Months after being catapulted into the center of the international debate over whether transgender girls and women should be allowed to participate on female sports teams, University of Pennsylvania swimmer Lia Thomas is speaking out.
Thomas, 22, became the subject of international intrigue and debate after setting multiple records throughout the 2021-2022 college swim season. Her wins have also subjected her to criticism from other elite swimmers — including Olympic champion Michael Phelps and some of her own teammates — as well as verbal attacks from anti-trans groups and conservative media outlets.
But in an interview with the magazine Sports Illustrated, published Thursday — and after months of relative silence — the college senior opened up about coming out, discussed her Olympic ambitions and pushed back on the unprecedented slew of attacks she's faced for living and competing as a woman.
“The very simple answer is that I’m not a man,” she told the magazine. “I’m a woman, so I belong on the women’s team. Trans people deserve that same respect every other athlete gets.”
Thomas revealed that she began questioning her gender identity near the end of her time in high school, in Austin, Texas.
“I felt off,” she said, and “disconnected with my body.”
While researching her feelings online and consulting her family members — who told the magazine that they would do "everything and anything" to make her feel accepted — Thomas competed on Penn's men's team during her freshman and sophomore years.
Throughout that time, she accomplished more than most college athletes could ever dream of: She earned multiple spots on the All-Ivy team, got closer to her goal of swimming at the NCAA championships and nearly qualified for the 2020 Olympic trials.
Still, she was "very depressed," Thomas told the magazine.
“I got to the point where I couldn’t go to school. I was missing classes," she said. "My sleep schedule was super messed up. Some days I couldn’t get out of bed. I knew at that moment I needed to do something to address this.”
During her junior year, Thomas came out to her friends, teammates and coaches. However, in order to comply with previous NCAA policy, which required trans female athletes to undergo hormone replacement therapy for at least one year prior to competing on women's teams, she still had to compete on Penn's men's team.
By late 2021, after taking a gap year in light of the Covid-19 pandemic, Thomas was finally able to join her school's women’s team. But not without internal backlash.
Two of her teammates, speaking anonymously, reportedly told the sports website OutKick that they disagreed with her participation, viewing it as unfair. And last month, 16 members of Penn’s women’s swimming and diving team sent a letter to the university and the Ivy League, arguing against Thomas’ participation in the Ivy League championships.
Thomas' place on the women's team has also sparked outrage from some Penn parents. One Penn parent told the magazine that while they identify as progressive, they oppose Thomas competing on the women's team.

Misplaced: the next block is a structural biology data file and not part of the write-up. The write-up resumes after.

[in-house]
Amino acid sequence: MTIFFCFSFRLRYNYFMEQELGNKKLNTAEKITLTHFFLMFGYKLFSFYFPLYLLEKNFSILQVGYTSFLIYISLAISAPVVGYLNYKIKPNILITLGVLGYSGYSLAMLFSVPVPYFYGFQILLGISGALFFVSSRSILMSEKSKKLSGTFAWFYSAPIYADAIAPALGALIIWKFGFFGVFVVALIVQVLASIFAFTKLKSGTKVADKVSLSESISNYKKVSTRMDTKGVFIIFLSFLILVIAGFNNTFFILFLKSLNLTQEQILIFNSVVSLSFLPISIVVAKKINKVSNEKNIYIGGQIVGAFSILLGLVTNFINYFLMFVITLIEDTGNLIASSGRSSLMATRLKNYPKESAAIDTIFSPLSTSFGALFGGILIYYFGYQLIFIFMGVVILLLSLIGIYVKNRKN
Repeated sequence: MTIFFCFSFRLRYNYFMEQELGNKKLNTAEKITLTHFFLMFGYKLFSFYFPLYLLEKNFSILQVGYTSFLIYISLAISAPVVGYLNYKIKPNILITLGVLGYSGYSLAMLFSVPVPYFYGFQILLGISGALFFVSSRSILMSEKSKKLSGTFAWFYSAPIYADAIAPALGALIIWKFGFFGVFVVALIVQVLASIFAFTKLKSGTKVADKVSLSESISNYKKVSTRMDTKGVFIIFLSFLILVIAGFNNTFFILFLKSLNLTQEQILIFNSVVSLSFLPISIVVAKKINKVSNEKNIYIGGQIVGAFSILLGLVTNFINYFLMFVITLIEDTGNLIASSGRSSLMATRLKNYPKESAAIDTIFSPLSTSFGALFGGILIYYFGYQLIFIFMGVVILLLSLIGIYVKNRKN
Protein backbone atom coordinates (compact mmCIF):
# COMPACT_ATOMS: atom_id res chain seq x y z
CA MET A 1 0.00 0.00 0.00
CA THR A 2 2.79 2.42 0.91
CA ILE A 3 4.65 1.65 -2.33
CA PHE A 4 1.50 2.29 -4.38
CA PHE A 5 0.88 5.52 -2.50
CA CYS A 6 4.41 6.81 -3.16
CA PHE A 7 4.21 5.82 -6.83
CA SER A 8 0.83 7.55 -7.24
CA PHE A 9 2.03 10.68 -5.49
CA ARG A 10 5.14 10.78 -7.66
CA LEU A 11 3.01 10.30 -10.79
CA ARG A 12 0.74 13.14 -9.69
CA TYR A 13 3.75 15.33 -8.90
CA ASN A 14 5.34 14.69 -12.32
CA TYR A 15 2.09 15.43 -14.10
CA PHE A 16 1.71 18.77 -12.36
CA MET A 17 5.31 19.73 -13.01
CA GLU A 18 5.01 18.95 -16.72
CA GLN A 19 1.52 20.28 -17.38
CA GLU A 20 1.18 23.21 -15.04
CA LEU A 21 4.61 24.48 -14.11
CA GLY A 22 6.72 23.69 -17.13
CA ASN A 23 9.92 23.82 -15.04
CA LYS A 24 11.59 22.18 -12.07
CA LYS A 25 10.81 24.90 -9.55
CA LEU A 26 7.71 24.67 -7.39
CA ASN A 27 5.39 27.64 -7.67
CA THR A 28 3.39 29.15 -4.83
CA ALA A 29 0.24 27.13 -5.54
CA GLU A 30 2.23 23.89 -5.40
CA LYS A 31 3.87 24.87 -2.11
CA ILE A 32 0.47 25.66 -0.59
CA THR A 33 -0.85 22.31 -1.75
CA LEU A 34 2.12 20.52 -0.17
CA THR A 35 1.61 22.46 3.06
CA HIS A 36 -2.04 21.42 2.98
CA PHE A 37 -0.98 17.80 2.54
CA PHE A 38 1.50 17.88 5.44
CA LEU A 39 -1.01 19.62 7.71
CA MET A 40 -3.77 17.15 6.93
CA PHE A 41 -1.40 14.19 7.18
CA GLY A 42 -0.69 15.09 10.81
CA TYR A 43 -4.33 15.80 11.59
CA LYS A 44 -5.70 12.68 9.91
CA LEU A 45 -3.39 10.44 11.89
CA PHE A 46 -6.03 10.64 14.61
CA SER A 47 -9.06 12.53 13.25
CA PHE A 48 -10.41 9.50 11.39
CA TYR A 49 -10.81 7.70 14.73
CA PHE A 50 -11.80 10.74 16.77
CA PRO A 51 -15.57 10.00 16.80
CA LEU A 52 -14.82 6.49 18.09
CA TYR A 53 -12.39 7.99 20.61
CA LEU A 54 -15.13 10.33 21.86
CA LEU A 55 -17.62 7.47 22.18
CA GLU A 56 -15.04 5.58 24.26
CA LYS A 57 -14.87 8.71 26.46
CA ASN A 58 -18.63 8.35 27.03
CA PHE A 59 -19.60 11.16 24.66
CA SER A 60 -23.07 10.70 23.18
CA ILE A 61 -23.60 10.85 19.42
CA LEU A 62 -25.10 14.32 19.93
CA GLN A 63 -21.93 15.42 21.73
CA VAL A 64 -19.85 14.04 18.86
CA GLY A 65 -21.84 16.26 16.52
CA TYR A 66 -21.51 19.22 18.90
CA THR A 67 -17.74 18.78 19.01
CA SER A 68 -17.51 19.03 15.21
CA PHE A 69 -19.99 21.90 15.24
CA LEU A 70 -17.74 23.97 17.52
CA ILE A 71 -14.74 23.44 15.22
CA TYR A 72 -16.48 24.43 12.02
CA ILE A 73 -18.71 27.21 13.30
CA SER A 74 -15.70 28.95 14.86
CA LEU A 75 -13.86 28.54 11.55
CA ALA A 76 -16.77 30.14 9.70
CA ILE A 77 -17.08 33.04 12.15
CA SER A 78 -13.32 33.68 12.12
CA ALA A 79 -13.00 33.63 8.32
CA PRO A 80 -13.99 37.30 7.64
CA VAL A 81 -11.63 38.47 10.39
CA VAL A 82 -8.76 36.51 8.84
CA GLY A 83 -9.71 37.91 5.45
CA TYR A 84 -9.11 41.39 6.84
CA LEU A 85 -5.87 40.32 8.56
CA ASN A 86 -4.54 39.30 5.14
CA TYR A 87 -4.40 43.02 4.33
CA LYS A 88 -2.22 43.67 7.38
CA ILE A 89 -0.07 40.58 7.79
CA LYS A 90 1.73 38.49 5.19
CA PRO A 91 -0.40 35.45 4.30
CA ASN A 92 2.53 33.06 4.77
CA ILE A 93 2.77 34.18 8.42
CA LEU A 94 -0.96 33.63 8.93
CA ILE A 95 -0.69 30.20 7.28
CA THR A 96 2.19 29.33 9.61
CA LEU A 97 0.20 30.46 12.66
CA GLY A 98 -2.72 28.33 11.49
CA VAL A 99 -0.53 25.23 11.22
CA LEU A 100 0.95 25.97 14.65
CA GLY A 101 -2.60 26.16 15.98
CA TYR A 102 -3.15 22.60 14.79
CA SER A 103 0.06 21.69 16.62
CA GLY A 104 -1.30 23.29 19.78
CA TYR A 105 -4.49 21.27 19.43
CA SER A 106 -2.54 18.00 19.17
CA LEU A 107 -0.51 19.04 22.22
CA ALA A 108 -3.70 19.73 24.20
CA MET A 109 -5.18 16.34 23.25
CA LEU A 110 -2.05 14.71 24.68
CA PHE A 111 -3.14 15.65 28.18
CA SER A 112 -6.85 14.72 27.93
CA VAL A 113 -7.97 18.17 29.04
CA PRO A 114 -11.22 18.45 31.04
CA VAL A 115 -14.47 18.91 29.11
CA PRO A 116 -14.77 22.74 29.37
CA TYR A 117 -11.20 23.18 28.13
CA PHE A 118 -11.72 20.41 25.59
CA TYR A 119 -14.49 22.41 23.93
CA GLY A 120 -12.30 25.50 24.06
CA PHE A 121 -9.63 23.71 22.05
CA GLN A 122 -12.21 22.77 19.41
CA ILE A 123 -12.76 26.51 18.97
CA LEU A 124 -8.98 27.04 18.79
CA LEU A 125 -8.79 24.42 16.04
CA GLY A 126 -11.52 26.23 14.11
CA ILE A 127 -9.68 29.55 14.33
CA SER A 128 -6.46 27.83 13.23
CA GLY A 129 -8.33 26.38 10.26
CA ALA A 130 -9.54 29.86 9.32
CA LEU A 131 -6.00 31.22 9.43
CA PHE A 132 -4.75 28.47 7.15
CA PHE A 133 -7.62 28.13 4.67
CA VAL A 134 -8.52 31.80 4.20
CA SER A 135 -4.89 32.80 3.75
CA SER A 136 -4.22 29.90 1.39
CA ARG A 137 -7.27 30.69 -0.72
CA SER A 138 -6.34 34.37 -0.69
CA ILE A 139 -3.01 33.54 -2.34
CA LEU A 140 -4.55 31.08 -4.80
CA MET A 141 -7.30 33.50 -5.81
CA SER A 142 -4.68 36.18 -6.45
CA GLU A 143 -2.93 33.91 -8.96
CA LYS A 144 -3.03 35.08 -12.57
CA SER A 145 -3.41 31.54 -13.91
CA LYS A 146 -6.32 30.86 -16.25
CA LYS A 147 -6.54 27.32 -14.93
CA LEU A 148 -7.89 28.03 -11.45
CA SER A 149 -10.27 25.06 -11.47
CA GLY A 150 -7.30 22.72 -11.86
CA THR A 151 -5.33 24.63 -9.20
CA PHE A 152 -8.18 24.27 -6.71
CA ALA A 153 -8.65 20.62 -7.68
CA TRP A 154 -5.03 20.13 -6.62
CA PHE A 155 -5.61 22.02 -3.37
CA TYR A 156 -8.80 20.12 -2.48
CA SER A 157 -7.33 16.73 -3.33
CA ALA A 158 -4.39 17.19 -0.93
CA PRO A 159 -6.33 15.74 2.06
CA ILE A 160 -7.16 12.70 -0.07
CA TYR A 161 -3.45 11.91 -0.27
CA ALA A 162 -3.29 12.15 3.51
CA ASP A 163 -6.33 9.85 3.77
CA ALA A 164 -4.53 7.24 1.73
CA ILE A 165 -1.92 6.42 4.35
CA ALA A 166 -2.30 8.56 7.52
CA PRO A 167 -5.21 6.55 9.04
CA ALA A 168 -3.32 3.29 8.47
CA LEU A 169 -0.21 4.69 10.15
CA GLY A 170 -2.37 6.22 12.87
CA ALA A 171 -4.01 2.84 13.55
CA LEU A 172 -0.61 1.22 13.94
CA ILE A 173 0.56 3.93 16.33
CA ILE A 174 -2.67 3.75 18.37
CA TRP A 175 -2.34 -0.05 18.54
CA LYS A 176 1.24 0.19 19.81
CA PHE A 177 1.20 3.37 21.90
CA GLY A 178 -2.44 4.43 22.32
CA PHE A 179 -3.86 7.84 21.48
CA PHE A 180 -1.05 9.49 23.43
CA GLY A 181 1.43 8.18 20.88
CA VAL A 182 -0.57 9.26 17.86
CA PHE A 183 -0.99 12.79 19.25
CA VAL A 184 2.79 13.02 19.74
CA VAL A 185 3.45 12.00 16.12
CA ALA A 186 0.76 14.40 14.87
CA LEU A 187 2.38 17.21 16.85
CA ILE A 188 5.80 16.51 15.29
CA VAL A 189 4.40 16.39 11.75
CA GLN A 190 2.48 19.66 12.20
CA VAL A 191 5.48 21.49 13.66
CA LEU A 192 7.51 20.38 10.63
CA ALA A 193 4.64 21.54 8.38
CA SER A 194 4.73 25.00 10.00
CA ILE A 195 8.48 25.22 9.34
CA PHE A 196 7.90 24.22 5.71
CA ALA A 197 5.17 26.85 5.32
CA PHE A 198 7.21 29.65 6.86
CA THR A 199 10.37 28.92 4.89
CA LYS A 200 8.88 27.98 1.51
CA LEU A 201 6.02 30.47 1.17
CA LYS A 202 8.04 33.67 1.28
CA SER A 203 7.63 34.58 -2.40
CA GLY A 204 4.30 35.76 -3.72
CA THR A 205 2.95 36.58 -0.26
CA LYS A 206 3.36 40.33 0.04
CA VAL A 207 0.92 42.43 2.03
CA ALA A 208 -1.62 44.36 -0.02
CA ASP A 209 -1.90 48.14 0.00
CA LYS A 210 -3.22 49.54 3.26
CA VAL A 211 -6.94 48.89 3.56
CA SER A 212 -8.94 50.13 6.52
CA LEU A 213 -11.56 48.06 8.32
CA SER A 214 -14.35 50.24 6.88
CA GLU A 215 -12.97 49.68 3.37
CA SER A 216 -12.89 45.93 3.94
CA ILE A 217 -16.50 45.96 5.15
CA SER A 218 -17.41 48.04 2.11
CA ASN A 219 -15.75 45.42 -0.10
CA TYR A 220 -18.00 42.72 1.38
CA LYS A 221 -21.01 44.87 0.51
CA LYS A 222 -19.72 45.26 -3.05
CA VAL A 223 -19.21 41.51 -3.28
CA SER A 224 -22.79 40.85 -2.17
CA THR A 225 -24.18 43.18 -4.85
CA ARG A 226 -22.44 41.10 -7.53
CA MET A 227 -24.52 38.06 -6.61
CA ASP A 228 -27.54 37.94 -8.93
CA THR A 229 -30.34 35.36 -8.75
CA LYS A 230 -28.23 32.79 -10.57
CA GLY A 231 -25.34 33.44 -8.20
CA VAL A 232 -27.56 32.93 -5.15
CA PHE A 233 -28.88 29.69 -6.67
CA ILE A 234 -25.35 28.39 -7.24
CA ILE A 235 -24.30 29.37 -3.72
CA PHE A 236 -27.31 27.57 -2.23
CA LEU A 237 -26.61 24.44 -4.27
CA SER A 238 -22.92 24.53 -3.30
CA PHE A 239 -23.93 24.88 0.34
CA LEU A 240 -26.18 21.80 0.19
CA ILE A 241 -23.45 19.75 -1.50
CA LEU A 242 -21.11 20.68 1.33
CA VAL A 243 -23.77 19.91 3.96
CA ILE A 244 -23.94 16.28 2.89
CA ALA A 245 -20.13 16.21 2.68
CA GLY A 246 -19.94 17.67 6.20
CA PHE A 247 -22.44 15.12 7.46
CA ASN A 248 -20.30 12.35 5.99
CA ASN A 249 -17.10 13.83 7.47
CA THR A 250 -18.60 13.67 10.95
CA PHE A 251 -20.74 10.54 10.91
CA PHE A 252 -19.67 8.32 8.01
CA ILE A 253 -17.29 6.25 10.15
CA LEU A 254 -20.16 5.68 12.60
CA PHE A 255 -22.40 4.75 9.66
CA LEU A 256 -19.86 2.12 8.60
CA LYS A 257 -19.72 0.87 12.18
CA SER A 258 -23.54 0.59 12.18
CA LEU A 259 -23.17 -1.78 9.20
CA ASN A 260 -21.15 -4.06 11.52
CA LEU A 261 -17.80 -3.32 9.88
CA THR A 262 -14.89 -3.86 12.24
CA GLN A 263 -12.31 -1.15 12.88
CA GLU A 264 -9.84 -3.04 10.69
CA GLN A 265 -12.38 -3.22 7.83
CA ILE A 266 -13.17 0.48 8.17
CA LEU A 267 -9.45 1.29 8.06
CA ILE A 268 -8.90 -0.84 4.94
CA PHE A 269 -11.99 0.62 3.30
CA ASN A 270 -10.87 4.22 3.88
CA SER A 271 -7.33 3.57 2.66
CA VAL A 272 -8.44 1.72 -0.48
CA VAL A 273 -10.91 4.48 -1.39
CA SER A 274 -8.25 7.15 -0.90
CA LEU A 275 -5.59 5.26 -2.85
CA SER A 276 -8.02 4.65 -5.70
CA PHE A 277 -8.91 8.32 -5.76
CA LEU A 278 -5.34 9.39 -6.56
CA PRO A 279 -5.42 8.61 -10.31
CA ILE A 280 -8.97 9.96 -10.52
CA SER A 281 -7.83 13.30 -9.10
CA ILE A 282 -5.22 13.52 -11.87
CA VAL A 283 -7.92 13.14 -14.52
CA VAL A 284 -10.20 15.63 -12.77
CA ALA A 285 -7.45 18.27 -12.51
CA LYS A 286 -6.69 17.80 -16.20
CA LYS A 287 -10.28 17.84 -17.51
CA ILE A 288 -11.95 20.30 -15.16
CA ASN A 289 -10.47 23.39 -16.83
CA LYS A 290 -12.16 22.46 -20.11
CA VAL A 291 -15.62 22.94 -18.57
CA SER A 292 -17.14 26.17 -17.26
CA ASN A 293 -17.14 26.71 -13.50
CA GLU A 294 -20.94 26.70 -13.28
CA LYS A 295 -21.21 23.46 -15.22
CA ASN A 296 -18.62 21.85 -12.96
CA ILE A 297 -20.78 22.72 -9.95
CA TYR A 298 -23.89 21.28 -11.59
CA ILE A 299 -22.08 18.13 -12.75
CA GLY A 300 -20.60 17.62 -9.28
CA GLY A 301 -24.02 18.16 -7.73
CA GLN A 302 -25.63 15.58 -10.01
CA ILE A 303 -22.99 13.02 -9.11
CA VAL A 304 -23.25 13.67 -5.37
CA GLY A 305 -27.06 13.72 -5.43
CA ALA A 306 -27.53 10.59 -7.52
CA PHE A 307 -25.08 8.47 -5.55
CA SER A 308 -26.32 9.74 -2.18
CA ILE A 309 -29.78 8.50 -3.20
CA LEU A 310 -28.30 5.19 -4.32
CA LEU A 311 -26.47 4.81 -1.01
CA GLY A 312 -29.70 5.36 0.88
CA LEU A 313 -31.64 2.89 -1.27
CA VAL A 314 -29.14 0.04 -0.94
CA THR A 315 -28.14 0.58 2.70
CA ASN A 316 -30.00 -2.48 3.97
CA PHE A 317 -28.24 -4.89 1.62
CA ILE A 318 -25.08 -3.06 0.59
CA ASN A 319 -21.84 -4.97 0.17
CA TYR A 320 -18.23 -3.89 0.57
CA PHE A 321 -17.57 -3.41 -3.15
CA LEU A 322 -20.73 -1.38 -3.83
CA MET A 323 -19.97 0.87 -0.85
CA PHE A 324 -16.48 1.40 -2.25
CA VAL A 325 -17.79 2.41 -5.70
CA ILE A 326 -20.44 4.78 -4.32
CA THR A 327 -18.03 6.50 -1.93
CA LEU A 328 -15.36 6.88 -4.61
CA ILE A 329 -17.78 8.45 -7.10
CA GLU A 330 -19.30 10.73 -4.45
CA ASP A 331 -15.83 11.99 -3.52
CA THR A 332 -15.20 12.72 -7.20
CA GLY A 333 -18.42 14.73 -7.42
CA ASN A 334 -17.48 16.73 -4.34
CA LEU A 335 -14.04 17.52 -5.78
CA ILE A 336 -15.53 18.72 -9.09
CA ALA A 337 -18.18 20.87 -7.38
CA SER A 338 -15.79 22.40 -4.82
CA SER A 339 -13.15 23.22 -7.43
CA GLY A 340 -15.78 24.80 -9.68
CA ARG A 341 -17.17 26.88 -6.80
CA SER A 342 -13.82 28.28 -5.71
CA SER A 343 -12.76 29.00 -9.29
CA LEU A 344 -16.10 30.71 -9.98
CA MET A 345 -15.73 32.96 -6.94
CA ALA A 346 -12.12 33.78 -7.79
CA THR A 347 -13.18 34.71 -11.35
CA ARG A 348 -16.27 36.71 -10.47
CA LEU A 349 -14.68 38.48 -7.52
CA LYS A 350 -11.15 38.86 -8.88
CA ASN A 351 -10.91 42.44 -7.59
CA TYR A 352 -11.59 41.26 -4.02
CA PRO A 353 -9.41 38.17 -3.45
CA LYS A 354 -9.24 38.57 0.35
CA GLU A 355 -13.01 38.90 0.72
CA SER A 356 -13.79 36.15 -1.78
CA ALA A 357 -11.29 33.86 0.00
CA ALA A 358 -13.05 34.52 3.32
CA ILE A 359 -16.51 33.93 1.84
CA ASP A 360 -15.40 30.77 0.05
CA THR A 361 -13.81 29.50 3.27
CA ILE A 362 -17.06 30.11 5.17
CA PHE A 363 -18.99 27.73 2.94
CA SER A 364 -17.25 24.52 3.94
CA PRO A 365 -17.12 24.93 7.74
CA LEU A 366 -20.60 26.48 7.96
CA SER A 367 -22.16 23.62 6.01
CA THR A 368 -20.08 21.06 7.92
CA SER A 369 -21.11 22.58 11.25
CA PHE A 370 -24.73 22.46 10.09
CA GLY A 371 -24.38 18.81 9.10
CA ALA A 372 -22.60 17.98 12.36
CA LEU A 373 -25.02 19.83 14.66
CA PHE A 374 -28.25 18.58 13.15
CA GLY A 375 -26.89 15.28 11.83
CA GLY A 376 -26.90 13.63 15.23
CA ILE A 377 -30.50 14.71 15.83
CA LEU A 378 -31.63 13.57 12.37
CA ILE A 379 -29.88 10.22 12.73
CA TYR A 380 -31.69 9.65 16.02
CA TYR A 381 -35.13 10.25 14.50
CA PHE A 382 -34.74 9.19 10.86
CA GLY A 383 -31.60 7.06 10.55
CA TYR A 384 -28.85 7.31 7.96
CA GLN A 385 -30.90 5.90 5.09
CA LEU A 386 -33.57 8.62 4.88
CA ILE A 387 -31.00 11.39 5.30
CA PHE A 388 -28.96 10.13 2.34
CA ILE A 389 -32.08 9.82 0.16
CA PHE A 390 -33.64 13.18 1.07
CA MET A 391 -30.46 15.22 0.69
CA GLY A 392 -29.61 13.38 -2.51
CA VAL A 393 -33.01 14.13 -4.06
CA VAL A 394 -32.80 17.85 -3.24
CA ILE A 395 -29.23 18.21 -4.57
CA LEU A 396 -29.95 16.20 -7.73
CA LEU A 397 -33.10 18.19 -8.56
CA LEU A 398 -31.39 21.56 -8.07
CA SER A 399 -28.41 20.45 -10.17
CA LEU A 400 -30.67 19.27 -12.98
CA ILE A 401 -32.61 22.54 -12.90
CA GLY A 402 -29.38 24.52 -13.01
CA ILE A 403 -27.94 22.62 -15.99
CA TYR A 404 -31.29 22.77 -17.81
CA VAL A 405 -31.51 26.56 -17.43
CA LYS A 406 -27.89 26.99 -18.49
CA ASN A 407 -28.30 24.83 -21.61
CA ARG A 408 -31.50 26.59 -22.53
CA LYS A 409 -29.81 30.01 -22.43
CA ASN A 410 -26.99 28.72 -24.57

“Lia is a human being who deserves to be treated with respect and dignity," the parent, whom the magazine did not identify, said. "But it’s not transphobic to say I disagree with where she’s swimming.”
Overall, Thomas estimates that half of the team's members are against her taking part in women’s competitions, compared with six to eight who are in favor, she told the magazine.
Regardless, she remains undeterred.
“I don’t look into the negativity and the hate,” Thomas said. “I am here to swim.”
During a streak of accomplishments at the Ivy League championships last month, Thomas and her relay team placed third in an 800-yard freestyle relay. She also set an Ivy League record in the 200-yard freestyle during the tournament.
Thomas will compete in the NCAA championships this month after the athletic association announced that it will not adopt USA Swimming’s stricter new policy for transgender athletes ahead of this year’s championship selections. The 22-year-old also told the magazine that she has aspirations to compete beyond college, possibly at the 2024 Paris Games.
“I don’t know exactly what the future of my swimming will look like after this year, but I would love to continue doing it,” Thomas said. “I want to swim and compete as who I am.”
Thomas also said she hopes that by competing, she is creating visibility and opportunities for other trans athletes, as state lawmakers across the country aim to restrict their participation from sports.
Over 92 anti-trans bills have been proposed by state lawmakers this year, according to Freedom for All Americans, a nonprofit group that advocates for LGBTQ protections nationwide. Many of the bills aim to bar trans athletes from competing on girls' and women's sports teams.
Ten states enacted such measures into law — all since 2020 —according to the advocacy group Human Rights Campaign. At least two states, Indiana and Iowa, have bills on their governors' desks that would limit trans students participation in sports.
“I just want to show trans kids and younger trans athletes that they’re not alone,” she told the magazine. “They don’t have to choose between who they are and the sport they love.”
Prior to her interview with Sports Illustrated, Thomas had given only one recent interview, with the podcast SwimSwam, and declined multiple interviews with NBC News.
On Thursday, after months of reading stories that some advocates called a "nationwide hate campaign," the trans community reveled to hear from Thomas directly.
"The coverage of Lia Thomas has been one sided and so dehumanizing. It’s so amazing to finally hear her in her own words that shows her struggles through all of this," trans advocate Alejandra Caraballo wrote on Twitter. "It’s a wonderful story of how Lia became her true self and compete in the sport she loves."